MOSES LAKE – Chris Voigt is the target of a political campaign accusation.
The Moses Lake resident and Washington State Potato Commission executive director is accused of using commission resources to support U.S. congressional candidate Dan Newhouse.
It has led to an investigation by the Washington State Executive Ethics Board to determine if Voigt’s actions on behalf of Newhouse’s campaign used state tax funded resources.
Voigt allegedly sent e-mails about Newhouse’s campaign from his potato commission e-mail account and used a commission vehicle to deliver campaign signs.
Voigt denied misusing state resources.
“All potato commission assets are owned by the potato growers, not the state,” Voight wrote in a statement. “Our building, our computers, our pens and pencils, any intellectual property (are) all owned by the potato growers, not the State of Washington.”
David Killeen, the board’s investigator, said he hasn’t started investigating the issues. When the investigation is complete, Voigt will have a chance to respond to the allegations. The information will be presented to the board, which will determine if a violation occurred.
If the board determines the law was violated, Voigt can either agree to a settlement or the issue will go to a hearing.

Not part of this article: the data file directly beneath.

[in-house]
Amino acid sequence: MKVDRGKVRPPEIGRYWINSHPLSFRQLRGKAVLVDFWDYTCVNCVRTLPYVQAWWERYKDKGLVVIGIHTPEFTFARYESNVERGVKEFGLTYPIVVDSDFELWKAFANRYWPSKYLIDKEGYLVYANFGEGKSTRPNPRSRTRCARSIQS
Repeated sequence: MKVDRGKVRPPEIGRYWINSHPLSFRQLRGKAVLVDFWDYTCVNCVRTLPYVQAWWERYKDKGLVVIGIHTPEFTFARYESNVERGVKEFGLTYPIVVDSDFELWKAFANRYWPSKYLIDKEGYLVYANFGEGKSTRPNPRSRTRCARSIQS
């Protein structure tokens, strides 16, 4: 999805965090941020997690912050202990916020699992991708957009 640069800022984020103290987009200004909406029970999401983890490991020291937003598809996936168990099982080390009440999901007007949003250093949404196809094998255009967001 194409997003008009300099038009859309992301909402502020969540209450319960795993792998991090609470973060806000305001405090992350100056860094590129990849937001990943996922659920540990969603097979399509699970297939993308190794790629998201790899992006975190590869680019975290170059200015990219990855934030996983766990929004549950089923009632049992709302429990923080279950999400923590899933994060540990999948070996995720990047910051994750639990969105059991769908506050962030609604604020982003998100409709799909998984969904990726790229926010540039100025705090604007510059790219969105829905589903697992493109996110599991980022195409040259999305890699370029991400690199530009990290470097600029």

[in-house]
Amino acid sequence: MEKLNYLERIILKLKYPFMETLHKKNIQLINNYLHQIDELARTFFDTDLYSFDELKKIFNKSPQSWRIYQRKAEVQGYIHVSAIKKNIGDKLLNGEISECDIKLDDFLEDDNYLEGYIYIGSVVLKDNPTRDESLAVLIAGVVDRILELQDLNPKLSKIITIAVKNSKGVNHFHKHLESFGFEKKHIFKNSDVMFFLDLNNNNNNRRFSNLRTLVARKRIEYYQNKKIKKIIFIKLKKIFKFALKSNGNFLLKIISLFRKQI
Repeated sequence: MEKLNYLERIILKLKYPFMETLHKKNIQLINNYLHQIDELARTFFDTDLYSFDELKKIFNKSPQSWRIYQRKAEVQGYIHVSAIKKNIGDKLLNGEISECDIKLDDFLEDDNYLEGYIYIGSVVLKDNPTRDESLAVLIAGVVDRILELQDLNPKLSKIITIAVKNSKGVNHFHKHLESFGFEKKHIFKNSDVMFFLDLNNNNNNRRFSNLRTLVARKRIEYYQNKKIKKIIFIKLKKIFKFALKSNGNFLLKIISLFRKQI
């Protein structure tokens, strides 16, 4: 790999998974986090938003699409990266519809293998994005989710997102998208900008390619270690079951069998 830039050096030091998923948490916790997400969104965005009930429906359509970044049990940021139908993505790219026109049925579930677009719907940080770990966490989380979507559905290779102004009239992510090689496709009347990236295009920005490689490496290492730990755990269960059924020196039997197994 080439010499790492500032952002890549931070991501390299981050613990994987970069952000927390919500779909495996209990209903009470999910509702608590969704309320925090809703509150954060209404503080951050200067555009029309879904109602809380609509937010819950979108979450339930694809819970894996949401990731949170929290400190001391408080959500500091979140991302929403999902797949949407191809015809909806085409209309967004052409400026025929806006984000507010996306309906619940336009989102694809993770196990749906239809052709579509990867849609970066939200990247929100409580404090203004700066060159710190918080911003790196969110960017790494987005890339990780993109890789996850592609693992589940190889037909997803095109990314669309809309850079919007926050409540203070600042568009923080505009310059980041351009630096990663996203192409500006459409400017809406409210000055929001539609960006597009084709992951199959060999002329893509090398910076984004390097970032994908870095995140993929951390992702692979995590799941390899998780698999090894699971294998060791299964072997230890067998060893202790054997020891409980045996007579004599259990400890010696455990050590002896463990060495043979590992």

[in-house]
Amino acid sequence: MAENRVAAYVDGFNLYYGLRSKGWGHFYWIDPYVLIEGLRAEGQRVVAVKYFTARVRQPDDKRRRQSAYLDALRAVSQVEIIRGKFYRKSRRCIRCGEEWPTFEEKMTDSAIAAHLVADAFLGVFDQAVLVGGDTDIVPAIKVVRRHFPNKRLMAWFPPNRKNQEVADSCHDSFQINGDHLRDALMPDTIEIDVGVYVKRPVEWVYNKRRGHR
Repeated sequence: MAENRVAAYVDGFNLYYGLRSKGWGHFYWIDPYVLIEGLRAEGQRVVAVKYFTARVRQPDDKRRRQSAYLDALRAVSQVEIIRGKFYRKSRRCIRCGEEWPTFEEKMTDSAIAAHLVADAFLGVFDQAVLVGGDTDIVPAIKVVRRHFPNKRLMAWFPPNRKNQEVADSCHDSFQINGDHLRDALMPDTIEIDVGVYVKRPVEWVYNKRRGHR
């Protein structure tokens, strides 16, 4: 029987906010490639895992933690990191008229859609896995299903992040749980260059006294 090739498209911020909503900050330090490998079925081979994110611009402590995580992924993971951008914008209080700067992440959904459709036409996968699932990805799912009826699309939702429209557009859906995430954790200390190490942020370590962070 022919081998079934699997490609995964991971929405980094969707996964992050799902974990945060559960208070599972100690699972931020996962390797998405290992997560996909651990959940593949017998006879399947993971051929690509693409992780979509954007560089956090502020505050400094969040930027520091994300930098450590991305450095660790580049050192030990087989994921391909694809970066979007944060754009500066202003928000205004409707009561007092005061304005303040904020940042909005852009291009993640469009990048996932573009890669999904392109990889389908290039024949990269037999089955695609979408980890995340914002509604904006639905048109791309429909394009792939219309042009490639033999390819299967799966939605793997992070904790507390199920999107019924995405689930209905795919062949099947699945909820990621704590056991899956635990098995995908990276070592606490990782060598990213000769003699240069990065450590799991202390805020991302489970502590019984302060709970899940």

The punishment could range from a letter of instruction to a $5,000 fine per violation, Killeen said.
Killeen said the identity of the person who made the allegations will remain confidential. The details of the investigation will be released when it’s presented to the board.
Clint Didier’s campaign released a series of letters Voigt allegedly sent to an e-mail list using the e-mail address email@example.com. Campaign manager Larry Stickney said they received the e-mails from people who received them. The names of the recipients were blacked out.
It’s unknown whether the e-mails released by the Didier campaign are the same ones being investigated by the state ethics board. The e-mails were sent between June 7 and June 9.
The e-mails appear to tell people about a campaign event with Newhouse, and talk about delivering signs to a supporter’s home.
Stickney said the Didier campaign believes the proper recourse is a complaint to the federal elections commission about someone using public funds to support the Newhouse campaign.
“We’re consulting with an attorney about it,” he said. “Nationwide, these type of groups have become more politically active … We believe they are out of line.”
Voigt stated he wasn’t going to speak ill of Didier, but he disputed the claims made by the campaign.
He pointed out the commission uses a commercial web and e-mail service. He noted the commission e-mail address ends with “dot com” and not “dot gov.”
“The potato growers of Washington own the domain name ‘potatoes.com.’ This is not state property, and any e-mails were sent during my personal time,” he stated.
It is a similar case with the three vehicles owned by the commission, Voigt stated.
“A deduction is taken out of my paycheck every pay period for some personal use of the Potato Commission vehicle,” he stated.
Newhouse’s Campaign Manager Tim Kovis replied to the accusations stating one of Newhouse’s opponents was “flinging mud everywhere and praying some of it sticks.”
“Chris is a volunteer and the campaign had an understanding with him that he would support Dan with his own time and resources,” Kovis said.